It was Coco Chanel who said, “A woman who cuts her hair is about to change her life”. For Sanaa Lathan’s character, Violet, in Netflix’s Nappily Ever After, truer words have never been spoken. Nappily Ever After is a romantic comedy, reminiscent of the 90’s formulaic romantic dramedy, about a very successful yet deeply shallow woman who shaves her head after a break-up and begins her own journey of growth and self-actualization. She meets a man that gives her the love she has been longing for and they ride off into the sunset at the end. If that synopsis sounds like it could be about any romantic comedy, well that’s because this movie was just like any romantic comedy. There was nothing impressive about it; we’ve seen this story many times before, but executed in a better way. The acting was sub-par-we’ve seen better performances from these actors in other films. There were also some pretty glaring plot holes that made certain scenes seem disconnected from the story.
Now, I’m not saying this was a bad movie, it was just predictable and underwhelming compared to all the hype that surrounded it. It’s not surprising that it took so long for this story to migrate from book to film. I mean, Universal Studios has owned the rights to the film since 2003. They previously secured Halle Berry as the lead, and with that star power alone the movie should be successful, right? I guess not because they dropped it and now we may know why.
Maybe if the writing was stronger, maybe if Lynn Whitfield didn’t overact as Violet’s bougie mother, maybe if they didn’t use a man to help Violet realize her own worth, it would be better, and what is that about? Why is it that in all of these movies a woman needs a new man for her to realize her worth? What is so bad about letting her figure it out all by herself? In the real world women are perfectly capable of going through emotionally distressing times without having a complete emotional breakdown, and if we do have an emotional breakdown we are perfectly able to crawl out of the hole of despair healthier, smarter, and stronger than before by our damn selves. We don’t always need a man to tell us our worth. We just need a few good friends, our mama, that one auntie that keeps it real, and God to give us support.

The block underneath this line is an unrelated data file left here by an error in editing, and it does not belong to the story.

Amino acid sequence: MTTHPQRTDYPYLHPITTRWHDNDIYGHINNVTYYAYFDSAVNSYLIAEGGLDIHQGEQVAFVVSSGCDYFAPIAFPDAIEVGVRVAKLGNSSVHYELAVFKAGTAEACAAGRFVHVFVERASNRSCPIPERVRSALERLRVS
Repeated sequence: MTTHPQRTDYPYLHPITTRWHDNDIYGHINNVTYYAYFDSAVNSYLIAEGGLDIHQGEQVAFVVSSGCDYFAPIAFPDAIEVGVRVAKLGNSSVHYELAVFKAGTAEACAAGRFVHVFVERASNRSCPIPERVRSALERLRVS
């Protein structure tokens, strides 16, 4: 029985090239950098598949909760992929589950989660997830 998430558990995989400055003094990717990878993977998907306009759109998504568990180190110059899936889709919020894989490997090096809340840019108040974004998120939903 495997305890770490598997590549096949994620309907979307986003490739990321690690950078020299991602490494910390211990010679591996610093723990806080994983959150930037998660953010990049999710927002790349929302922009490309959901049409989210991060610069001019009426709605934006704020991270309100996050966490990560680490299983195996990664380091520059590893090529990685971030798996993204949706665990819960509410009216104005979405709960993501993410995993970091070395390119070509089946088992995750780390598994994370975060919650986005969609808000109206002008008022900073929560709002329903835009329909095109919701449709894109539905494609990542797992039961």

Let me just step down from my soapbox and continue my review. We will save those arguments for another day. As I was saying, the movie could have just been better all around. I honestly believe this movie has a very specific demographic and I just don’t fit into it. Personally, I feel if someone liked the movie, they are probably in their late 30s to early 60s, African American, and a heterosexual woman. Or, they are all of those things except they are the only white woman in their friend group. They remember going to the theatres to see, Waiting to Exhale, The Best Man, The Wood, or the one and only How Stella Got Her Groove Back. They really like Tyler Perry movies and maybe a few of his shows, but they definitely remember when he was writing plays-before Oprah launched his career. They might even have some of the plays on DVD, like my sister. There is nothing wrong with any of that. They like what they like and this movie was made just for them. To entertain them and give them a break from everything else that’s going on in the world. That’s great, I’m happy they enjoyed it; but for the rest of us, it missed the mark.
Written by Liz Bennett
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